Told with humour, this is a warm-hearted and unique comedy/thriller looking at a woman’s Robin Hood-like crusade.
She is fighting against industrial development which threatens the environment in the barren beauty of the Icelandic landscape.
Hatta (Halidora Geirharosdottir) is a charming middle-aged Tai Chi practising choir master. In another life she is “Mountain Woman,” a bicycle riding environmental activist with an elaborate bow and arrow which is used to bring down power lines. She is determined to stop the government negotiations with a company that wants to build an aluminium smelter.
With some help from Baldvin (Jorundur Ragnarsson), a member of the choir, and an “alleged cousin” sheep farmer, Johann Siguroarson, who has a wonderful dog called Woman, she manages to elude the police who, in a running joke, keep arresting and then letting go a suspicious-looking Spanish speaking male tourist on a bike.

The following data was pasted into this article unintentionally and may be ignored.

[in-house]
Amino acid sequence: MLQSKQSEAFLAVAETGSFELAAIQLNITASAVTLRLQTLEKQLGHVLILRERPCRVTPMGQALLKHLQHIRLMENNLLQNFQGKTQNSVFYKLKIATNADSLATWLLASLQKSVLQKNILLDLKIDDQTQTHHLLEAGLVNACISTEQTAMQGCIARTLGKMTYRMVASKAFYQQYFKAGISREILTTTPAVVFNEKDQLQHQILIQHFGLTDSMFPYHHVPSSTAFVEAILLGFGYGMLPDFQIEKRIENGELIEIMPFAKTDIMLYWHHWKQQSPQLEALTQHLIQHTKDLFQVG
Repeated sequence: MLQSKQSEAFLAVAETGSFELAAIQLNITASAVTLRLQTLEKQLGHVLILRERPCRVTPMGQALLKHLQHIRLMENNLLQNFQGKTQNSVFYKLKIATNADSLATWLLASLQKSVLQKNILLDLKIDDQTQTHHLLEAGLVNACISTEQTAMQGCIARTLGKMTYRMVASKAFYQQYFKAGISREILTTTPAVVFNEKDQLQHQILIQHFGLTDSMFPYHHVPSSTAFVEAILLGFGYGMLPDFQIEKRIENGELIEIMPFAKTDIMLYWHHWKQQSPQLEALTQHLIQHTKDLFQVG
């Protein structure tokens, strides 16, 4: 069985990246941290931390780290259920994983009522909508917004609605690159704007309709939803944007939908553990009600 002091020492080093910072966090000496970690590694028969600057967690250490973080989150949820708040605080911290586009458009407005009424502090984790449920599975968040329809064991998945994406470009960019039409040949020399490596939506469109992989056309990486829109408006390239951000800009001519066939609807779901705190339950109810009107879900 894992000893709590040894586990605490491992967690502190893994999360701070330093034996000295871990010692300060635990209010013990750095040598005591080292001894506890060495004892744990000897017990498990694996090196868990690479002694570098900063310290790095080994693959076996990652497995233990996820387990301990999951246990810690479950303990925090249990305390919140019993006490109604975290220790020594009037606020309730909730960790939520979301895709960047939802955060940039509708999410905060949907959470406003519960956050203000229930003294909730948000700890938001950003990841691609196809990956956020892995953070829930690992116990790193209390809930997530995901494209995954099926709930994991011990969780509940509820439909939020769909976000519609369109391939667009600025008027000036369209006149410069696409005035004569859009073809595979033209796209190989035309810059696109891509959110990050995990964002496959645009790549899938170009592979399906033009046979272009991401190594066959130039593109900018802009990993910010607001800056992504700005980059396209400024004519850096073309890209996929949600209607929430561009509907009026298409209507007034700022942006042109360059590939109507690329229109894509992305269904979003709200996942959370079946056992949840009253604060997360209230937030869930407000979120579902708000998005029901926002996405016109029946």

A long-awaited letter from a Ukrainian adoption agency arrives with the news that Hatta is to be a mother. She shares the good news with the choir and Asa, her identical twin sister (also played by Geirharosdotti), who was to be her backup with the child, but is now about to join an ashram in India.
Incongruously standing in the background, melodic commentators constantly appear playing piano, accordion, tuba and percussion – and then a trio of Ukrainian folk singers turn up dressed in their national costumes. Eventually they become integrated into the plot.
Director, cinematographer and co-writer with Olafur Eglisson, Benedikt Erlinsson (Horses and Men) has made an intelligent award-winning and feel-good movie with wide appeal, which tackles global issues using humour and music.
Currently showing at UWA Somerville until Sunday 23 December at 8pm.
ECU Joondalup Pines from Wednesday 26 December to Sunday 30 December at 8 pm.
Watch the trailer…